6. ¼ cup flour
  7. ¾ teaspoon salt
  8. ¼ teaspoon pepper
  9. 3 cups chicken stock
  10. 1 cup cooked wild rice
  11. 1 teaspoon minced fresh parsley
  12. 3-4 cups cooked chicken, diced
  1. In a deep saucepan, melt the butter over medium heat. Add the onion, celery and carrot and sauté for 3 minutes, or until onion is wilted. Lower the heat to medium-low, add the mushrooms, and cook 5 minutes longer. Add the flour, salt and pepper and cook until the mixture bubbles and begins to turn golden. Add the stock; cook and whisk until thick and smooth. Add the wild rice, chicken and parsley and heat through.
Marcel's Culinary Experience https://www.marcelsculinaryexperience.com/

Bone Broth

Bone Broth
Yields 12
  1. 3 pounds bones (organic pasture raised poultry or grass fed beef)
  2. 1 tablespoon apple cider vinegar
  3. 1 teaspoon sea salt
  4. 1 onion, quartered
  5. 2 large carrots, roughly chopped
  6. 2 stalks of celery, roughly chopped
  7. Water
  1. Add the bones, vinegar, and vegetables to a large stockpot with a tight-fitting lid. Fill the pot with water until it covers the bones by 2 to 3 inches. Bring to a boil, cover, and reduce to a very low simmer. Let the broth simmer covered for 12 to 24 hours. The longer the broth simmers, the more nutrients will be extracted from the bones. Ideally, the bones should be soft and crumble easily when they are done.
  2. Let the broth cool and then strain the bones through a fine mesh sieve into mason jars. Store in the refrigerator for up to a week or the freezer for several months.
  1. You can also use a pressure cooker - we used an 8 quart stovetop model.
  2. Add all bones, vegetables, vinegar and salt to pot. Fill with water to max fill line. Lock on the lid and turn the dial to high pressure. Place the pot on a burner set on high heat. Once the indicator pops up indicating that the pot has reached high pressure, immediately decrease the temperature to the lowest possible setting to maintain high pressure.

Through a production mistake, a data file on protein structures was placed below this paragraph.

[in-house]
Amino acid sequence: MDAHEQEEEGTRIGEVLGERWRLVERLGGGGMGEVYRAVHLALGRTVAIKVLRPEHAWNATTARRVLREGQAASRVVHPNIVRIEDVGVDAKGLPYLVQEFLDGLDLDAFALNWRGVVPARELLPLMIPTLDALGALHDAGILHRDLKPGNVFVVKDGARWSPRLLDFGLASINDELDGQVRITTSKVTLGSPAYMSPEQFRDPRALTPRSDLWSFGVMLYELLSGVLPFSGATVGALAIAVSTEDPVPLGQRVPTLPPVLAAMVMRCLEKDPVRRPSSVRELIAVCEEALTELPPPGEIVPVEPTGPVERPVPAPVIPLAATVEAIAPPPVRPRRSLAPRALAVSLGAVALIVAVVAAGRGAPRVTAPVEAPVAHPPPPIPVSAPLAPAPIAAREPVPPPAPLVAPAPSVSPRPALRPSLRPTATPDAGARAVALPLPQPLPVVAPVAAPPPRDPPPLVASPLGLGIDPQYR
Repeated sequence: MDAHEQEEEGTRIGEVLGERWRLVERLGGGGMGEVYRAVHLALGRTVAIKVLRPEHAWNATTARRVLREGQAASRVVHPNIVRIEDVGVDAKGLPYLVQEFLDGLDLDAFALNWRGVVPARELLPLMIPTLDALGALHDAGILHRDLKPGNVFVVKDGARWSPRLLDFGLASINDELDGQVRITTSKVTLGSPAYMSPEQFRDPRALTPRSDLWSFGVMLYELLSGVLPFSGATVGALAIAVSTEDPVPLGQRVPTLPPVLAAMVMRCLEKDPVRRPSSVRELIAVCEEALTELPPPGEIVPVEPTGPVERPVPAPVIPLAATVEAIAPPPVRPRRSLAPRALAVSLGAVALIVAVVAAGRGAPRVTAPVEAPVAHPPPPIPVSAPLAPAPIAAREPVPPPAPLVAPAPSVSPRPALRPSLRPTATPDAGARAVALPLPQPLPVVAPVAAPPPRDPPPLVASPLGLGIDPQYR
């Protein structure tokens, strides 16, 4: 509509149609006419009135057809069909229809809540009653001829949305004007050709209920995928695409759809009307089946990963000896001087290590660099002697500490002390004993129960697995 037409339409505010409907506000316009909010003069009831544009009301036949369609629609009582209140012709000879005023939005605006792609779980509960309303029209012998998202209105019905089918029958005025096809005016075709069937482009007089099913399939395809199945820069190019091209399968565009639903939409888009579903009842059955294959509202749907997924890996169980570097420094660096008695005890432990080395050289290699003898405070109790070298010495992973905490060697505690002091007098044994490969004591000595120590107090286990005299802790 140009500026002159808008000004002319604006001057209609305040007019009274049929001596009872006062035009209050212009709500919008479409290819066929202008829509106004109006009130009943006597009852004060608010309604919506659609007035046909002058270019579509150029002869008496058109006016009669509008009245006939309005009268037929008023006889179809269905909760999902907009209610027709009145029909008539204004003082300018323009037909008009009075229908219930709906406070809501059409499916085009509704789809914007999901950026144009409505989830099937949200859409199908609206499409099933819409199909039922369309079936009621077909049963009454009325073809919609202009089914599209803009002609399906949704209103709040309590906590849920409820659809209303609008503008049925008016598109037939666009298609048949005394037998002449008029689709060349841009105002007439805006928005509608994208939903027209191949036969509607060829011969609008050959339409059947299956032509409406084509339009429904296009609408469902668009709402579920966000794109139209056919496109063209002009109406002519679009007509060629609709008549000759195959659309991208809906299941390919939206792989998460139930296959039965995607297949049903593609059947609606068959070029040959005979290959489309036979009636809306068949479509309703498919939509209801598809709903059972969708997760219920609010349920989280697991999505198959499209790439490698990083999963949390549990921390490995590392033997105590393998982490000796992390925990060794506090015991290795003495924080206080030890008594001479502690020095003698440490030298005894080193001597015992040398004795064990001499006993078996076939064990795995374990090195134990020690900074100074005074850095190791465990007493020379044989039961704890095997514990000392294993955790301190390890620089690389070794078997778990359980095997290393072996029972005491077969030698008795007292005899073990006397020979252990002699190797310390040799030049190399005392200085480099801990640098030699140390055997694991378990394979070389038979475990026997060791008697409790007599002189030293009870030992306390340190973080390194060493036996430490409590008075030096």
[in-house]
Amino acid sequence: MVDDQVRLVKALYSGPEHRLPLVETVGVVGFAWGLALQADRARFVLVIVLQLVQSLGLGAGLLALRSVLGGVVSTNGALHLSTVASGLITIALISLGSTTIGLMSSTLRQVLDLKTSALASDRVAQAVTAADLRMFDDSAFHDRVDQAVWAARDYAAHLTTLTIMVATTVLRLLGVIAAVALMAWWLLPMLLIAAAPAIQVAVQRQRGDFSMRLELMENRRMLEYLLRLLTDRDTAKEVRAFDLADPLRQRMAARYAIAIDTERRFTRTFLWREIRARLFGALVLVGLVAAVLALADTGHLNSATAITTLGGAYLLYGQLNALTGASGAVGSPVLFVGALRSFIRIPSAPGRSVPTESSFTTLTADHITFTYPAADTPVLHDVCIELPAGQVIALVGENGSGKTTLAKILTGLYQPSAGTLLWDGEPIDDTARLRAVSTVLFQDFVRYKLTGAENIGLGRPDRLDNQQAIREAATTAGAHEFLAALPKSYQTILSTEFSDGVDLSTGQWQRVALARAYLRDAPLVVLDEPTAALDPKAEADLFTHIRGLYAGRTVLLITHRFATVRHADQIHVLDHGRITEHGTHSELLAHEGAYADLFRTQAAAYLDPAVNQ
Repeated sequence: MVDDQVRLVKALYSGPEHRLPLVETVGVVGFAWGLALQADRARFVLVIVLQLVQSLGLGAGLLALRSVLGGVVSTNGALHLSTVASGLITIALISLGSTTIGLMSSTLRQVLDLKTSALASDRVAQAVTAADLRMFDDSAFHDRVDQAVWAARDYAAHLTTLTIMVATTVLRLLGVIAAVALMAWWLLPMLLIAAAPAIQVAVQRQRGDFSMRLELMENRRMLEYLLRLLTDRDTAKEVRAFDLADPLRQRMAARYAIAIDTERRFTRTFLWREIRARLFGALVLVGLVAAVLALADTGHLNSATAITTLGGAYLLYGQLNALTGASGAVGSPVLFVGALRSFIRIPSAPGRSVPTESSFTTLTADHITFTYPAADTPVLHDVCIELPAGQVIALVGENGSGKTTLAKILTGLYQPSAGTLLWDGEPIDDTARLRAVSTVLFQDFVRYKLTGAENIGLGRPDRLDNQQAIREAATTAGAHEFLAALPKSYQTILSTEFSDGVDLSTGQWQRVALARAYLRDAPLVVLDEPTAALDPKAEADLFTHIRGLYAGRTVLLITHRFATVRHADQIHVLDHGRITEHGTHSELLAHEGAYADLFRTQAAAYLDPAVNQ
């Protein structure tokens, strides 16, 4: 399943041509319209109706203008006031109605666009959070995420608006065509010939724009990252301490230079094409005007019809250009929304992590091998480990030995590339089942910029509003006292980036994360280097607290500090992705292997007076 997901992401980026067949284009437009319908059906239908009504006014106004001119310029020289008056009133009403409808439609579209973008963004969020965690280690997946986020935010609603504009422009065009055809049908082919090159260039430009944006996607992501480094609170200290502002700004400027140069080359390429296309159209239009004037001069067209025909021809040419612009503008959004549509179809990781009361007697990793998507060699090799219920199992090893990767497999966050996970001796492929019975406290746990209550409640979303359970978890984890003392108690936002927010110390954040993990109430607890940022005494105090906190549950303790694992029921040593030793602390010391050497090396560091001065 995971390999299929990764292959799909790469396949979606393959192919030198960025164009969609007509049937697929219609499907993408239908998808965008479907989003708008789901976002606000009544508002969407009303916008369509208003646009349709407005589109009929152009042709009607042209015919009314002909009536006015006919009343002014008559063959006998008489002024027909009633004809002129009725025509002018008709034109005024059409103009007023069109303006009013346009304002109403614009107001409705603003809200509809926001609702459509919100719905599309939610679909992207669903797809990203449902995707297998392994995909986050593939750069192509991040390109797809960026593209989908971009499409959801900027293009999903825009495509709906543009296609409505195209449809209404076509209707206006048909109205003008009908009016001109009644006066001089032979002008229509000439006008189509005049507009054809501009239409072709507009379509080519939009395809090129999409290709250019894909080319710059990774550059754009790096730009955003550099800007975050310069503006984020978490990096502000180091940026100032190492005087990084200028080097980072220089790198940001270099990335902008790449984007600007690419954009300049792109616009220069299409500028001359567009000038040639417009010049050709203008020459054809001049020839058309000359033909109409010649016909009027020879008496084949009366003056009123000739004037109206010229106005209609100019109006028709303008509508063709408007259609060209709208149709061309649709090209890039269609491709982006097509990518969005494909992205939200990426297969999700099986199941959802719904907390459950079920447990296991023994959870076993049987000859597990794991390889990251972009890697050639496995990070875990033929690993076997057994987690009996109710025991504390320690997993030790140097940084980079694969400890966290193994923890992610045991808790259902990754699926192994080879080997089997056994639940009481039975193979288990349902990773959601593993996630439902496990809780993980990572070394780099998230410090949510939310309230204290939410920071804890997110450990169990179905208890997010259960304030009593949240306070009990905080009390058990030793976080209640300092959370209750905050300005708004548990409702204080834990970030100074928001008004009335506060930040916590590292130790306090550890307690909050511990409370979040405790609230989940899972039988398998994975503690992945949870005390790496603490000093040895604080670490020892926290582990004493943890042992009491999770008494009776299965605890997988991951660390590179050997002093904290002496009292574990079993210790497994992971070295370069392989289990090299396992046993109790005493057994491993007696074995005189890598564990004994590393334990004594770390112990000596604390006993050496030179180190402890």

3. Let cook for 2 hours. Let the pressure release naturally. Let cool and strain broth into mason jars.
Adapted from Nourish the Roots Blog
Adapted from Nourish the Roots Blog
Marcel's Culinary Experience https://www.marcelsculinaryexperience.com/

Lemon-Chicken & Pepe Soup

Lemon-Chicken & Pepe Soup
Serves 8
  1. 1 T. olive oil
  2. 4 scallions (white and green parts separated), chopped
  3. 2 celery stalks, chopped
  4. 2 garlic cloves, minced
  5. 1 small zucchini, diced
  6. 1/2 t. kosher salt
  7. 1/4 teaspoon ground black pepper
  8. 9 cups chicken stock, plus additional if needed
  9. 3/4 cup acini de pepe pasta (or Israeli couscous)
  10. 1-1/2 t. lemon zest
  11. 2 cups cooked, shredded chicken (from a rotisserie chicken)
  12. 1 cup canned garbanzo beans, drained and rinsed
  13. 1-1/2 T. chopped fresh dill
  14. 1 T. chopped fresh parsley
  15. 1-1/2 cups shredded romaine lettuce
  16. 2 T. fresh lemon juice
  17. red pepper flakes for garnish (optional)
  1. In a large saucepot, heat oil over medium heat. Add scallion whites and celery; cook 1 minute or until vegetables are tender, stirring frequently. Add garlic, zucchini, salt, and pepper; cook 2 minutes, stirring occasionally.
  2. Add stock, pasta and lemon zest; heat to boiling over high heat. Reduce heat to medium-high; cook 9 minutes, stirring occasionally.
  3. Stir in chicken, beans, dill, and parsley; cook over medium-low for two minutes, or until chicken and beans are heated through.
  4. Just before serving, stir in lettuce, lemon juice and scallion greens. If soup becomes too thick, stir in additional stock as needed. Serve garnished with red pepper flakes, if desired.
Adapted from Food 52
Adapted from Food 52
Marcel's Culinary Experience https://www.marcelsculinaryexperience.com/

Lobster Bisque

Jill consulted one of her favorite culinary references, the Larousse Gastronomique, to create a luxurious Lobster Bisque.  


Editor’s Notes: 

Mirepoix = Carrots, Onions and Celery; Bouquet Garni = Bundle of Fresh Herbs (Jill used Thyme and Rosemary)

Jill used Heavy Cream in place of Crème Fraîche and sautéed Shrimp in place of the Crayfish since she had already cooked her Lobster for the garnish.  A lesson that recipes are to be used as a template and you can use what you have on hand.  Enjoy!


The Best Soup I’ve Ever Made by Heidi Kise

‘Tis the season to be thankful for what we have and attempt to avoid that creeping gluttonous feeling. Overindulgence is something our society has become very accustomed to. If we have a nice meal yet are not stuffed to the gills, we often think that the portions were too small. Other unfortunate habits include tossing away rotten food in the trash from the refrigerator and not eating/saving leftovers. Leftovers are often my favorite things to eat. Creating something magical for breakfast from last night’s dinner is a fun task in our home. When we have excess vegetables in our refrigerator, soup is one of the things I often make.